Perhaps in a nod to the Google(s goog) partnership on the Nexus 7 tablet, Asus is reportedly getting the chance to also make a new Nexus 10 slate. Sources tell Geek.com that’s the plan for a refresh of Google’s larger Nexus tablet, currently built by Samsung. A new Nexus 10 is expected by this year’s holiday season, says the enthusiast site.
If this deal pans out, I wonder if it has to do with two particular aspects: Costs and power.
The forerunner to the original Nexus 7 was shown on stage by Asus at Nvidia’s(s nvda) 2012 Consumer Electronics Show press event. Aside from touting the performance of the Tegra 3 chip, Asus said it could offer the tablet for under $299; a good price point back then, which drew applause. “Wait… what if we could offer it for $249?” was the next line to which the applause increased. That $249 tablet became the basis for the Nexus 7.
Clearly, Asus is capable of making a solid device at a relatively low price point, which is important for Nexus devices. The current Nexus 10 from Samsung starts at $399 for a 16 GB model. Samsung has a great supply chain management, but may look for higher profit margins than Asus, meaning a refreshed model could be priced lower than the current model or have more advanced hardware for the same, or not much more price. The new Nexus 7, costing $30 more than the prior model — but with much better components — is a good example.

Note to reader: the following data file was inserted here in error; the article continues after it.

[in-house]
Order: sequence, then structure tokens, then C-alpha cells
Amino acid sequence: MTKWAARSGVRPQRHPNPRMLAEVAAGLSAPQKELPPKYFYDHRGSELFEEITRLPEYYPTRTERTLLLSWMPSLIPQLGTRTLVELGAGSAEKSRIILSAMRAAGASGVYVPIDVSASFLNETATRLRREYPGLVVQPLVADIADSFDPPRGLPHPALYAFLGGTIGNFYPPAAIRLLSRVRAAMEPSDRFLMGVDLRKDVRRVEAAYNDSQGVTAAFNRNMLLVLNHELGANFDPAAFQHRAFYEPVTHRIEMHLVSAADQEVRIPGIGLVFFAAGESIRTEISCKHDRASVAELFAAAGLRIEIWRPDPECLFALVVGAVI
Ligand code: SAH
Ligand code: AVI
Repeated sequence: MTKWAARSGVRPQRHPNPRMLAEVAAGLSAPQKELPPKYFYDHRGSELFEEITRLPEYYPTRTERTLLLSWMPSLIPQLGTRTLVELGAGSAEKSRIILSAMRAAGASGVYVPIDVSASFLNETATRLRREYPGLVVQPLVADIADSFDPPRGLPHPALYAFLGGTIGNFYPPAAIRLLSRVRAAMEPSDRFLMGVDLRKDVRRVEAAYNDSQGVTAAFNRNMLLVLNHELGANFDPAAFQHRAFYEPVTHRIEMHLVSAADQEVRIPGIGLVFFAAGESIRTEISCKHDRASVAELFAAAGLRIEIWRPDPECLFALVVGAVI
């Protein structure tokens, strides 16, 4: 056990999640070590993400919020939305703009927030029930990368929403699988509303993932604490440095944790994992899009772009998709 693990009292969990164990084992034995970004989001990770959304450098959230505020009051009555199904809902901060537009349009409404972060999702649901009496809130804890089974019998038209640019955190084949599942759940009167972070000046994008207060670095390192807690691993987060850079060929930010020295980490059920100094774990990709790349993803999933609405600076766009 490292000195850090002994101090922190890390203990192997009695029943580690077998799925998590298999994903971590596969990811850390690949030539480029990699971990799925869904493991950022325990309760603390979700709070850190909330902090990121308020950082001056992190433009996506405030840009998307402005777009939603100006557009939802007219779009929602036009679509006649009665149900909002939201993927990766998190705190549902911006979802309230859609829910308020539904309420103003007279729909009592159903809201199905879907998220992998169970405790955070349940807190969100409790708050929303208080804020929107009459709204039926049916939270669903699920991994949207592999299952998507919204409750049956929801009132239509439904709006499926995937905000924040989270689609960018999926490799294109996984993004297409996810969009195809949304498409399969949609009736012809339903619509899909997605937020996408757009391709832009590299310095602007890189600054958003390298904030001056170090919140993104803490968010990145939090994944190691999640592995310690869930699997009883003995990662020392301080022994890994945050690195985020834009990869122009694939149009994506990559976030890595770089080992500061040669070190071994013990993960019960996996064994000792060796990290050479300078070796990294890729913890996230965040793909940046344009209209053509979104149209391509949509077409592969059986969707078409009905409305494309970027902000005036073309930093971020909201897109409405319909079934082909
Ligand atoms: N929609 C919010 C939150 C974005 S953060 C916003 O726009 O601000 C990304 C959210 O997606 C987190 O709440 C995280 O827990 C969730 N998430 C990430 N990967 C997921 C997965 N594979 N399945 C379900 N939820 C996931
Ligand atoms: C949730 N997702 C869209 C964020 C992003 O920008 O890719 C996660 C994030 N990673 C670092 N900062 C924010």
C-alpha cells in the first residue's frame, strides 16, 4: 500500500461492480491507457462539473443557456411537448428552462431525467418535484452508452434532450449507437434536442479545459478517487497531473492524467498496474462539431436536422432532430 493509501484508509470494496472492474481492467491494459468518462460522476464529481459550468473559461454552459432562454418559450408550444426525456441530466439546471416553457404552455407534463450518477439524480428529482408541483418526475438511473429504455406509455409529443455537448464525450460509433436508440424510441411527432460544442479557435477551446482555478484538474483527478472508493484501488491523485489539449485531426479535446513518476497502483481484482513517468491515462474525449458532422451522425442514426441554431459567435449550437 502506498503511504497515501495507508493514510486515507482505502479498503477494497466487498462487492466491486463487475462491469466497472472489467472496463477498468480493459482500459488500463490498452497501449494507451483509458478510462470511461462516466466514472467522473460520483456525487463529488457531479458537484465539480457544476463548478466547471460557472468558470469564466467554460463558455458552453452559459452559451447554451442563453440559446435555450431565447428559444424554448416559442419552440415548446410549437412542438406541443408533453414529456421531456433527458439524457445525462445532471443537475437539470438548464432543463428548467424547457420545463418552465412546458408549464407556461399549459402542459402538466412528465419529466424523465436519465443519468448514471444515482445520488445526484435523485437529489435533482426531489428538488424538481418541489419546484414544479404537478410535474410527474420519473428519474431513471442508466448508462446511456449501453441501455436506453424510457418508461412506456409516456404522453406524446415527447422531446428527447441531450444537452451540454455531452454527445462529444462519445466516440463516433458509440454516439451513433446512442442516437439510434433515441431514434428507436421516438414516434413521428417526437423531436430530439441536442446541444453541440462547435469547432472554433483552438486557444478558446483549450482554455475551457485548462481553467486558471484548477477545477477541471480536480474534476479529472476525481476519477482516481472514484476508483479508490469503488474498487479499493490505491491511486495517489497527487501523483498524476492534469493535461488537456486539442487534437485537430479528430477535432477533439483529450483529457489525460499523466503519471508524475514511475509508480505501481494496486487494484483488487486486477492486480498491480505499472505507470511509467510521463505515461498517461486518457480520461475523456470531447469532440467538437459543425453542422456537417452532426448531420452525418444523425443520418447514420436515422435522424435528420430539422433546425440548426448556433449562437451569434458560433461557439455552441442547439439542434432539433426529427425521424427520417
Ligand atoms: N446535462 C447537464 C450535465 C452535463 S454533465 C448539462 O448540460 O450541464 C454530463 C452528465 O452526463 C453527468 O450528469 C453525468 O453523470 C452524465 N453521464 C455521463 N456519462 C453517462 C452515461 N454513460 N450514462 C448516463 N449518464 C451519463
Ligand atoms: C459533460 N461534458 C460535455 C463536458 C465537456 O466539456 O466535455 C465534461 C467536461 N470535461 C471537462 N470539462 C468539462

Samsung has also gained much from adopting Android. Perhaps too much. It currently takes the most profit from the Android market and doesn’t even market its products as running the Android platform. Instead, these are all Samsung Galaxy devices running TouchWiz. That can’t sit well with Google, although it still reaps benefits from Galaxy owners by gathering data from them.
I think Geek’s sources are correct on this one, although I’m not sure how much better a new Nexus 10 can be. I have the current model and it’s certainly not long in the tooth.
The 2560 x 1600 resolution display is outstanding and Samsung’s dual-core Exynos chip paired with 2 GB of memory keeps performance at a reasonably fast level. If I had to guess on what improvements Asus could make, I’d say a chip upgrade to the Snapdragon(s qcom) 800, a better camera sensor, 802.11 ac Wi-Fi support and the addition of wireless charging. And if any company can do that for $349 to $379, Asus would be it.